A new plan being introduced today by California’s Air Resource Board could cement the state’s status as the national leader in cleantech, with an aggressive goal of generating a third of all electricity from renewables and cutting greenhouse gas emissions by 28 percent by 2020, barely over a decade away.

Stemming from the state’s 2006 decision to cut emissions, the plan is expected to give a detailed list of requirements to utilities, carmakers, farmers, refiners and others. Those groups, and other established industries, are certain to complain. More worrisome, the plan may put the thumbscrews to already cash-strapped consumers, by pushing up energy and fuel prices even further than they’ve already gone.

But the list of cleantech businesses that the CARB will indirectly benefit is long. Wind, solar, geothermal and other generation technologies would get a large boost. Electric and hybrid automakers would win out, providing the state can force the EPA to abandon its opposition to new fuel standards. Green building, also, would receive a windfall, from a mandate to increase the efficiency of state buildings by 25 percent.

Notably, the plan would also create a cap and trade system, scheduled to begin in 2012, that would create a new market for emissions permits in the state. California is considered the 14th largest greenhouse gas emitter in the world, although much of it comes from vehicles.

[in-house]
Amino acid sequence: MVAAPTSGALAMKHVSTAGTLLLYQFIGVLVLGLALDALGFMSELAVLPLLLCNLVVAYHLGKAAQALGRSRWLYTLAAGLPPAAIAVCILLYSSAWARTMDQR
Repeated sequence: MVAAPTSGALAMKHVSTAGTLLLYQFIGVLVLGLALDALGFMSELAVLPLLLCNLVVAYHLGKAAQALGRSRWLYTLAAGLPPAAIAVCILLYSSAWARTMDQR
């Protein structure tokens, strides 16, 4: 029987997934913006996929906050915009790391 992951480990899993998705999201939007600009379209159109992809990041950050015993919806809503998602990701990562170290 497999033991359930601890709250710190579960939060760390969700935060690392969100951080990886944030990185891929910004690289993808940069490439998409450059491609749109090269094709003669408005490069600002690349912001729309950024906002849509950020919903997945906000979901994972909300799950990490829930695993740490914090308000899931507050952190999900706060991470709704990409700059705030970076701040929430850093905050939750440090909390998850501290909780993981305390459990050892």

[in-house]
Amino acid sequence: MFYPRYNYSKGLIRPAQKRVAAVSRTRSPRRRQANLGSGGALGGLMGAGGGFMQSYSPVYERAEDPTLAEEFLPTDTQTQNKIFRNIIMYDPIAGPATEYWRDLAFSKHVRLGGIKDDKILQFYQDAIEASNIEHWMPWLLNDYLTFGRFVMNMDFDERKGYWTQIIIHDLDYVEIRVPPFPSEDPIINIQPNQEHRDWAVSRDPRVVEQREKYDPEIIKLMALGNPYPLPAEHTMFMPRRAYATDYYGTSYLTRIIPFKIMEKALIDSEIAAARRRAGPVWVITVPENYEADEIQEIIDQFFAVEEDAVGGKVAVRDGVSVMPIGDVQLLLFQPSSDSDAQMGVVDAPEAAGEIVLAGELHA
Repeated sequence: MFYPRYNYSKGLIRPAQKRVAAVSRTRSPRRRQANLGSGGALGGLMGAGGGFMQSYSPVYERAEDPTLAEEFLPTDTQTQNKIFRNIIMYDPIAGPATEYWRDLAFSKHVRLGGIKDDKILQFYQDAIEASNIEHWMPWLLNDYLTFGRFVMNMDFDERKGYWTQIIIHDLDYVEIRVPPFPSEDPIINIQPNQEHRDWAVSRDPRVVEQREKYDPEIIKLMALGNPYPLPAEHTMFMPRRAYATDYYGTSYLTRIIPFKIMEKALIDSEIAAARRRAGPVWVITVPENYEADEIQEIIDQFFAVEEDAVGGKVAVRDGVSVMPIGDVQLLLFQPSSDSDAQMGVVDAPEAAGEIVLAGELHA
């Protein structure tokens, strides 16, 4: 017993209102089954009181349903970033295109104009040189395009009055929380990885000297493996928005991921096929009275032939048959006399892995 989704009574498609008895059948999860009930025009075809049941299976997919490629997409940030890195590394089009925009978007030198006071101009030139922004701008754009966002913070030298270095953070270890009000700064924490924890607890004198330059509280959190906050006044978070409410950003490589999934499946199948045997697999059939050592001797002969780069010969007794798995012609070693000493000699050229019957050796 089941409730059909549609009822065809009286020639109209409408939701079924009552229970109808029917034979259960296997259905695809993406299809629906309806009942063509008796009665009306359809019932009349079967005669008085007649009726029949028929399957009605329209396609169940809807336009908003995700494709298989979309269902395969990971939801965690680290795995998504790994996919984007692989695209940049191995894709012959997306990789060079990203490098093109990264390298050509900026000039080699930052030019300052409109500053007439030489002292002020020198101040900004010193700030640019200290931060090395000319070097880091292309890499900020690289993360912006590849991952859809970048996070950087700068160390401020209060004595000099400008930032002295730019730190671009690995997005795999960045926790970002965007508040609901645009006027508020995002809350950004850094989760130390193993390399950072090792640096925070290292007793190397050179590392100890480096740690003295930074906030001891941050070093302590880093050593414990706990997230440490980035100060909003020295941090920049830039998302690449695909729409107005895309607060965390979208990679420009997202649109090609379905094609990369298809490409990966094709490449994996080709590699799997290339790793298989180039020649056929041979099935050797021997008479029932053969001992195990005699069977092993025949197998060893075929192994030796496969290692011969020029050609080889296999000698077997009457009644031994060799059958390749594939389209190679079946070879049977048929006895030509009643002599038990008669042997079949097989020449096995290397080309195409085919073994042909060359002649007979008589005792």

It’s hard to estimate the total impact of the plan. Even the CARB has not evaluated how it will affect each industry, instead going with a macroeconomic analysis that shows the state’s gross domestic product rising 1 percent due to its effect, according to the New York Times. But with the mandate already in place, this plan, or one like it, is certain to go into effect soon.

California, like a 15th century knight, thinks the best attack comes from speed and its own considerable weight — damn the infantry, it says, just charge! If it’s successful, it will again vindicate its long-held status, already embodied in Silicon Valley, as a progressive state that gets results. The rest of the nation will certainly be watching to see what happens.

The CARB is holding a public meeting today including hearings on the plan that will also be webcast live. More details and an agenda are here.